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Radiology. 2007 Jul;244(1):232-8. Epub 2007 May 16.

Colonic adenocarcinomas: near-infrared microcatheter imaging of smart probes for early detection--study in mice.

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Center for Molecular Imaging Research, Massachusetts General Hospital, Harvard Medical School, Bldg 149, 13th St, Room 5408, Charlestown, MA 02129, USA.



To prospectively evaluate the ability of micro-fiberoptic catheters, which simultaneously record white light and near-infrared (NIR) images, to reveal colonic neoplasms after the intravenous administration of activatable "smart" probes that increase in NIR fluorescence subsequent to protease activation.


The institutional animal care committee approved all animal experiments. CT26 tumor cells were orthotopically implanted into the descending colon of C57BL6/J mice (n=10). Thirteen days later, mice intravenously received either 2 nmol of a protease-sensing probe that had cathepsin B as a major activator (n=5) or saline (control animals [n=5]). One day later, animals were noninvasively examined to the point of the splenic flexure by using microcatheter imaging. Excised colons were subsequently evaluated with epifluorescence imaging, histologic examination, and cathepsin B immunohistochemistry. Student t test was used for statistical analysis, with P<.05 considered to indicate a significant difference.


Results with fiberoptic imaging demonstrated that all tumors were visible with the protease-activatable probe, even when they were not readily apparent at white light imaging. A target-to-background ratio (TBR) of 8.86 for tumor to adjacent normal mucosa was achieved in the NIR channel after probe administration (P=.001), whereas white light images resulted in a TBR of 1.14 (P>.5) based on luminosity. The tumoral NIR fluorescence intensity was more than 30-fold greater in probe-injected animals than in control animals, indicating that essentially all of the signal recorded in lesions was from activatable probe administration. Results of immunohistochemistry confirmed cathepsin B overexpression in the tumor compared with adjacent mucosa.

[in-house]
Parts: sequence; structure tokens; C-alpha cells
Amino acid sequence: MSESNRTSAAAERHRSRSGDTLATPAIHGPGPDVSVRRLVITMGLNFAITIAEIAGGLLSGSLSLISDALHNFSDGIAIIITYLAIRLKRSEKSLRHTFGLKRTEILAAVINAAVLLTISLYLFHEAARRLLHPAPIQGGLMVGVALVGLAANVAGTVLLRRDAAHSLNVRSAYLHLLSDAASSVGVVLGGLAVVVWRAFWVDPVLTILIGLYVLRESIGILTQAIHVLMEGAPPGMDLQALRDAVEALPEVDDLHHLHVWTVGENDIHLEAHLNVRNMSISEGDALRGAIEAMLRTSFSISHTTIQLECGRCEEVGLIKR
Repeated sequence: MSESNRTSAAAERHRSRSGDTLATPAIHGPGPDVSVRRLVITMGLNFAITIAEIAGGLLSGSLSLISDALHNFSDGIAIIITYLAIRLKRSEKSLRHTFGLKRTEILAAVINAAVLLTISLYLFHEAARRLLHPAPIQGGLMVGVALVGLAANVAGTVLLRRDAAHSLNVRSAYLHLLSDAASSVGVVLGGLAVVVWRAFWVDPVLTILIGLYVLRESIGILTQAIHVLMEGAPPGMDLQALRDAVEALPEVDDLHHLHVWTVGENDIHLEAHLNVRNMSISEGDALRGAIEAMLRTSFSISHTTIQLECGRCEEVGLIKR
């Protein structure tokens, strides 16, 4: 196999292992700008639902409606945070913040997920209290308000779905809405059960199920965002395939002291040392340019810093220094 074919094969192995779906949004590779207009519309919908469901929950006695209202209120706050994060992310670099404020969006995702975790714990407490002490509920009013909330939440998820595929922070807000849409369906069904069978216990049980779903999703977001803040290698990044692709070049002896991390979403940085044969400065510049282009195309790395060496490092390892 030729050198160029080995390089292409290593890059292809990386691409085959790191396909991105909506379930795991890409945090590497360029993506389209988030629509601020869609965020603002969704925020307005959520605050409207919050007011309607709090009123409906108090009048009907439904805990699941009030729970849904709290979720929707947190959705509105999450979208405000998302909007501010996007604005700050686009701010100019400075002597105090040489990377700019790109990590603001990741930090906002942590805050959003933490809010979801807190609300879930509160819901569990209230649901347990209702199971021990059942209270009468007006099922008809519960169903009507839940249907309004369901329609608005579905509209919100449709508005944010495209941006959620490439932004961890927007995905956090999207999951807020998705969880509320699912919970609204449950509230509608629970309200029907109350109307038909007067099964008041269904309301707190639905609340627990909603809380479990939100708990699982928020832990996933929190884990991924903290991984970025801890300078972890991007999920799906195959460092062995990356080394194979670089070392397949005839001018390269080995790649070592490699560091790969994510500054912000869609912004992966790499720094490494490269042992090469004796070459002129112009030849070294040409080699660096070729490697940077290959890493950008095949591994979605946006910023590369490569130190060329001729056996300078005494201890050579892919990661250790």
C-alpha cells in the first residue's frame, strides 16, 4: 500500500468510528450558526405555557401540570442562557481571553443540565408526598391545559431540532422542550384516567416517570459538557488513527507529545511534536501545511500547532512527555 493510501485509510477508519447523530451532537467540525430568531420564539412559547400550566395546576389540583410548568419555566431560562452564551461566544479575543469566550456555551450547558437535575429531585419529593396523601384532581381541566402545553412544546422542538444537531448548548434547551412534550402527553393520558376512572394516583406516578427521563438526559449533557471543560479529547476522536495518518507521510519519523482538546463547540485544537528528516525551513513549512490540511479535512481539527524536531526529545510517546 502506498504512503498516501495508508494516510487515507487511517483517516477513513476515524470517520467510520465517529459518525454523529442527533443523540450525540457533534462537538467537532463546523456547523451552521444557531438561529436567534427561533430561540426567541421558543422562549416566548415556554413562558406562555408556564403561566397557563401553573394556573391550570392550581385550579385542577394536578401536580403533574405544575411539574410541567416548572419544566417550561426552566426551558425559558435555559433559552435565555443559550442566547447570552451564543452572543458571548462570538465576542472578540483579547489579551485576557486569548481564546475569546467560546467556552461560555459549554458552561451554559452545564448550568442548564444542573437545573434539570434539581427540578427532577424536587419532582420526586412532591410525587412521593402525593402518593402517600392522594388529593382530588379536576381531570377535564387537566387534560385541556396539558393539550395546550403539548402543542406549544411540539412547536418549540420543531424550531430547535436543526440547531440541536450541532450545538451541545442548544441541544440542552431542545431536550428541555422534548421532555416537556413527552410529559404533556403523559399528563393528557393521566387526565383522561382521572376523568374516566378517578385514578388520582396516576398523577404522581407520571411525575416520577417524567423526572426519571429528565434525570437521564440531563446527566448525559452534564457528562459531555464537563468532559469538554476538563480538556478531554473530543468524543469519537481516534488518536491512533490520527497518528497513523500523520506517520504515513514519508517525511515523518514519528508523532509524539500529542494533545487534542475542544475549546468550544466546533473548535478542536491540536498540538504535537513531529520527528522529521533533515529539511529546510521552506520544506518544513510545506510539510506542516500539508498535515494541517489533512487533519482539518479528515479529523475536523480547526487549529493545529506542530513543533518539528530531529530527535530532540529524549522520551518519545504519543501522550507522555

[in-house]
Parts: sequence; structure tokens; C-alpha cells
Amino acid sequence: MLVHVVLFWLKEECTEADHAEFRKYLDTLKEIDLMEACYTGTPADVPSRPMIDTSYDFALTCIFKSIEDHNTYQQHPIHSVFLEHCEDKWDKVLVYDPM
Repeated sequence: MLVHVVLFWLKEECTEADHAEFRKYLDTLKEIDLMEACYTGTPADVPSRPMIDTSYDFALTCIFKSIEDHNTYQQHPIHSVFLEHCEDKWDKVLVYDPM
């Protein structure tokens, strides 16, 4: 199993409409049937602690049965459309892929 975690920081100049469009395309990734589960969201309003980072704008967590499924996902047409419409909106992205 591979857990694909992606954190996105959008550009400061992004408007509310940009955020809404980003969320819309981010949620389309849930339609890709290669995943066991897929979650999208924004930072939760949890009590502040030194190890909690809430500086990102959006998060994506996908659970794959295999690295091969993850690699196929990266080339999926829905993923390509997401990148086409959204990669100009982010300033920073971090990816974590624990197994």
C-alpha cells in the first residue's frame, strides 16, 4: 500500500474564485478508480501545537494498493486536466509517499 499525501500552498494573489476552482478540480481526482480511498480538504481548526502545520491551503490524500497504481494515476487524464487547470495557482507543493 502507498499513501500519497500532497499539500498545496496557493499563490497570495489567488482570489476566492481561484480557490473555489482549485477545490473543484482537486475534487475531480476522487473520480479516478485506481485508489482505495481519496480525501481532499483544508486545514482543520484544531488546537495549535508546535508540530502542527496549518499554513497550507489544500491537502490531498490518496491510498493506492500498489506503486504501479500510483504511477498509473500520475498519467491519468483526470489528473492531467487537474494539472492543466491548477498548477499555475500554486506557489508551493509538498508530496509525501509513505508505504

The use of NIR imaging microcatheters combined with protease-activatable smart probes results in a beacon effect that highlights tumors with high TBRs; this technique thus may be a potentially useful adjunct to white light colonoscopy in the future.

[Indexed for MEDLINE]

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